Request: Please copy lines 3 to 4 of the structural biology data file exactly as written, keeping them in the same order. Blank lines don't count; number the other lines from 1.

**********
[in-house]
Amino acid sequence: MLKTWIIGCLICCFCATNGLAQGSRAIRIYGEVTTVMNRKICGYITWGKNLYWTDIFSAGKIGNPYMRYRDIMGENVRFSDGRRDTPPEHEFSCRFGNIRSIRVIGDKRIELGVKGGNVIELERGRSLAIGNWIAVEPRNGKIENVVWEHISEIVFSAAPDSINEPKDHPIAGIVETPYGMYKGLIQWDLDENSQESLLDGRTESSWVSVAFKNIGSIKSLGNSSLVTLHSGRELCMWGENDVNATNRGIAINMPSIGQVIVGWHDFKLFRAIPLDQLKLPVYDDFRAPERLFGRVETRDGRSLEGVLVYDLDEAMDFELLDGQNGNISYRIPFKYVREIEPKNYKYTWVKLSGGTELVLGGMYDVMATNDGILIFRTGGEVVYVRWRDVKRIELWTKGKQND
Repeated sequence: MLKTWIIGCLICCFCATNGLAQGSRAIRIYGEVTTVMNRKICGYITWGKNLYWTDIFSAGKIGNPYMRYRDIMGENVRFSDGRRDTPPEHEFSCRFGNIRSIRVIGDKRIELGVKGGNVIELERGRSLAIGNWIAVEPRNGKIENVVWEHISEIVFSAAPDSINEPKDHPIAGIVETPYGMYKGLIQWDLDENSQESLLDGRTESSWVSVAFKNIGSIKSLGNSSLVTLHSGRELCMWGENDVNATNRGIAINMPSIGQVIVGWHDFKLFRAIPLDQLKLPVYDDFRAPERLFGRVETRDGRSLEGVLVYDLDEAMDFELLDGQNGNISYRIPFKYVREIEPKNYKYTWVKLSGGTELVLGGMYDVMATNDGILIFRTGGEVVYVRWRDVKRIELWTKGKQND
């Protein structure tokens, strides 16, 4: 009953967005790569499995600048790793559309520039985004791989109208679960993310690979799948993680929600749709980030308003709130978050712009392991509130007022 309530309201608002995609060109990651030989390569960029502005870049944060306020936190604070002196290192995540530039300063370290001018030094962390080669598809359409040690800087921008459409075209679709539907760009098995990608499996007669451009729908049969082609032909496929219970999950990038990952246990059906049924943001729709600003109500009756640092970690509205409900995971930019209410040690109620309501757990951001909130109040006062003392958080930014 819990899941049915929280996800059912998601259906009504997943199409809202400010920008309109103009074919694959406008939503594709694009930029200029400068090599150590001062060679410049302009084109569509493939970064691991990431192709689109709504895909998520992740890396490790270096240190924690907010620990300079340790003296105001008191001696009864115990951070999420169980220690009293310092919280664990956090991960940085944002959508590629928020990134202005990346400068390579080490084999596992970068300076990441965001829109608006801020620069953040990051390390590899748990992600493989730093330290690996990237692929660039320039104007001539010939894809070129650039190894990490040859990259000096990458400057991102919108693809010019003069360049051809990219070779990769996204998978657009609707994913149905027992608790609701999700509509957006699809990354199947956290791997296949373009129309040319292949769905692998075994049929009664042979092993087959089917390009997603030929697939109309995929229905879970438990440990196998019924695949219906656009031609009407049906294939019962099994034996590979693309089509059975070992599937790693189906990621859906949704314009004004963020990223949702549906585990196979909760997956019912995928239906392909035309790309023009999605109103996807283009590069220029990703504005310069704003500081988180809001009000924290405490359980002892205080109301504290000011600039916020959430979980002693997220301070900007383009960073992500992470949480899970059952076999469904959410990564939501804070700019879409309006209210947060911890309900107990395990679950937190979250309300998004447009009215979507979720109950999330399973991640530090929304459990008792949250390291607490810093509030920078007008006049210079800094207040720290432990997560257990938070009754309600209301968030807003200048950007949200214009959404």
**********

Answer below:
Repeated sequence: MLKTWIIGCLICCFCATNGLAQGSRAIRIYGEVTTVMNRKICGYITWGKNLYWTDIFSAGKIGNPYMRYRDIMGENVRFSDGRRDTPPEHEFSCRFGNIRSIRVIGDKRIELGVKGGNVIELERGRSLAIGNWIAVEPRNGKIENVVWEHISEIVFSAAPDSINEPKDHPIAGIVETPYGMYKGLIQWDLDENSQESLLDGRTESSWVSVAFKNIGSIKSLGNSSLVTLHSGRELCMWGENDVNATNRGIAINMPSIGQVIVGWHDFKLFRAIPLDQLKLPVYDDFRAPERLFGRVETRDGRSLEGVLVYDLDEAMDFELLDGQNGNISYRIPFKYVREIEPKNYKYTWVKLSGGTELVLGGMYDVMATNDGILIFRTGGEVVYVRWRDVKRIELWTKGKQND
């Protein structure tokens, strides 16, 4: 009953967005790569499995600048790793559309520039985004791989109208679960993310690979799948993680929600749709980030308003709130978050712009392991509130007022 309530309201608002995609060109990651030989390569960029502005870049944060306020936190604070002196290192995540530039300063370290001018030094962390080669598809359409040690800087921008459409075209679709539907760009098995990608499996007669451009729908049969082609032909496929219970999950990038990952246990059906049924943001729709600003109500009756640092970690509205409900995971930019209410040690109620309501757990951001909130109040006062003392958080930014 819990899941049915929280996800059912998601259906009504997943199409809202400010920008309109103009074919694959406008939503594709694009930029200029400068090599150590001062060679410049302009084109569509493939970064691991990431192709689109709504895909998520992740890396490790270096240190924690907010620990300079340790003296105001008191001696009864115990951070999420169980220690009293310092919280664990956090991960940085944002959508590629928020990134202005990346400068390579080490084999596992970068300076990441965001829109608006801020620069953040990051390390590899748990992600493989730093330290690996990237692929660039320039104007001539010939894809070129650039190894990490040859990259000096990458400057991102919108693809010019003069360049051809990219070779990769996204998978657009609707994913149905027992608790609701999700509509957006699809990354199947956290791997296949373009129309040319292949769905692998075994049929009664042979092993087959089917390009997603030929697939109309995929229905879970438990440990196998019924695949219906656009031609009407049906294939019962099994034996590979693309089509059975070992599937790693189906990621859906949704314009004004963020990223949702549906585990196979909760997956019912995928239906392909035309790309023009999605109103996807283009590069220029990703504005310069704003500081988180809001009000924290405490359980002892205080109301504290000011600039916020959430979980002693997220301070900007383009960073992500992470949480899970059952076999469904959410990564939501804070700019879409309006209210947060911890309900107990395990679950937190979250309300998004447009009215979507979720109950999330399973991640530090929304459990008792949250390291607490810093509030920078007008006049210079800094207040720290432990997560257990938070009754309600209301968030807003200048950007949200214009959404």